Running a prison in any country is very costly, but of course it costs more in some countries than in others. In a world with an ever-expanding prison population, it is key to look at the financial aspect of imprisoning people to understand where and how such money is being spent to incarcerate more and more people every year. This article will specifically look at the cost of imprisoning someone in the UK but will also draw comparison with other countries, furthermore looking at some of their offending rates as part of a cost benefit overview. However, it is important to recognise that spending on prisons in different countries is relative to a number of individual factors such as, total prison population and a countries wealth, etc.
The United Kingdom spent an approximate total of 5.36 billion GBP on its prison system in 2020/21. The total average cost per prison place in England and Wales in 2019/20 was £44.6k. This is a significant amount of taxpayer’s money being used to incarcerate people in a country with a proven 25.6% reoffending rate in 2020/21. It is also important to note that the COVID-19 pandemic, must have had an impact on reoffending rates, almost certainly making them lower. Other sources show that in the UK, 75% of ex-prisoners reoffend within 9 years of release.  With this kind of rate of reoffending in the2020-21 period alone, and the 9 year reoffending rate, the total expenditure doesn’t seem so significant, in fact it doesn’t seem like enough is being spent to rehabilitate a prisoner in order to help lower reoffending rates and help people to turn away from reoffending.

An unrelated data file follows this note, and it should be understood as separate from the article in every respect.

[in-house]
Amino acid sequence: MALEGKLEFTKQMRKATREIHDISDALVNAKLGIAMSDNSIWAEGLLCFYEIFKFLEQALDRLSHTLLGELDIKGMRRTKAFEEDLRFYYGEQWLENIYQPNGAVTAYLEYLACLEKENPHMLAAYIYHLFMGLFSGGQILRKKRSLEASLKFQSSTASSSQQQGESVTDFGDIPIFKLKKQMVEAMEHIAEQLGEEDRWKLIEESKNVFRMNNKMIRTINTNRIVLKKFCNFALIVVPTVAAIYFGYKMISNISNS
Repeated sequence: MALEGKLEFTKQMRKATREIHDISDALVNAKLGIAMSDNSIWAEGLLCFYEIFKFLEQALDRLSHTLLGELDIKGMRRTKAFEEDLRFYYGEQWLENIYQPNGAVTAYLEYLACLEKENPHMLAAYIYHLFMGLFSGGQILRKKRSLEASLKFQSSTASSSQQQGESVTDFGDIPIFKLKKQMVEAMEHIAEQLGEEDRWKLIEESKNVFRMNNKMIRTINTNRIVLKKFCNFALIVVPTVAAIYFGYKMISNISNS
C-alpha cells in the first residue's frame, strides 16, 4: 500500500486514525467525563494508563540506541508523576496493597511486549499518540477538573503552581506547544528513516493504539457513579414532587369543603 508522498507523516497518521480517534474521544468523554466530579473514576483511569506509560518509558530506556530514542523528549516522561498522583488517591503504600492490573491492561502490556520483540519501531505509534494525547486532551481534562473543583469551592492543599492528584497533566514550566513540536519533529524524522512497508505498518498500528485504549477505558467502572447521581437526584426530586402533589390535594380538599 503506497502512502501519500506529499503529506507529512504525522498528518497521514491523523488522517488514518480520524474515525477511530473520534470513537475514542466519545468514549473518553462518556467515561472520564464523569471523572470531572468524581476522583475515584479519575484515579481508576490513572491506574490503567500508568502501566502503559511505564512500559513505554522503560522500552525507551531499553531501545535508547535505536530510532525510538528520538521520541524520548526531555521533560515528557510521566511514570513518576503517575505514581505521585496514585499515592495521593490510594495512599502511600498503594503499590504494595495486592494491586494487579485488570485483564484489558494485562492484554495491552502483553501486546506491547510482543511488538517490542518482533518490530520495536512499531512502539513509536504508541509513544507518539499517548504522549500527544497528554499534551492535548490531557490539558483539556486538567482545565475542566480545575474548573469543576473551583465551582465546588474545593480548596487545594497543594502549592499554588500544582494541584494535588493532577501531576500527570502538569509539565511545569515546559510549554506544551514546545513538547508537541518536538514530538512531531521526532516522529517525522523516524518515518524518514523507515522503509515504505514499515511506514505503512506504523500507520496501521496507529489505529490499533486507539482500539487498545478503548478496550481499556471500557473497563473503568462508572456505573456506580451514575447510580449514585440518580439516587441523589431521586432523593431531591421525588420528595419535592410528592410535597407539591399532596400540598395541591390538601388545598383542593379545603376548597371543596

However, spending more money doesn’t exclusively mean that rates of reoffending will decrease, as is the case with the USA. It is estimated that the U.S spend around 80.7billion dollars a year on its public prisons (around 67 billion GBP). However, the U.S has the highest prison population in the world, so total expenditure is expected to be significantly higher than the UK. The U.S also has one of the highest rates of reoffending in the world. According to the National Institute of Justice, almost 44 percent of criminals who are released are rearrested and returned to prison within one year. That is a staggering amount of people reoffending within a one-year period, regardless of the relative factors at play.
A country with a similar prison population to that of the UK is Poland. What is not so similar about Poland’s prison system is expenditure. It is estimated that Poland spends about 9,819 euros per prisoner, per year (around 8,430 GBP). Poland’s five-year reoffending rate sits at 25.5%, similar to the UK’s one year reoffending rate. It is clear that the UK seem to spend a fair amount of money on imprisoning people, with not much success in rehabilitating their mindset and reducing reoffending and in a country with so many resources, it seems unfathomable.
The UK and other countries alike could learn a lot from Norway, a country famed for its prison system and humane approach to incarceration, reintegration and rehabilitation. A particular prison in Norway, known as Halden, spends roughly £98,000 per year, per prisoner and the two-year reoffending rate for the entirety of Norway is one of the lowest on record at 20%. Their approach has been called the ‘normality principle’, which is essentially the principle of providing the prisoners with a feeling of normality compared with life outside of prison and it seems to be working. Refining how prison expenditure is used will be instrumental in reducing the global prison population and helping ex-prisoners to change their mindset and I believe that more money could and should be spent in order to ensure permanent and positive change.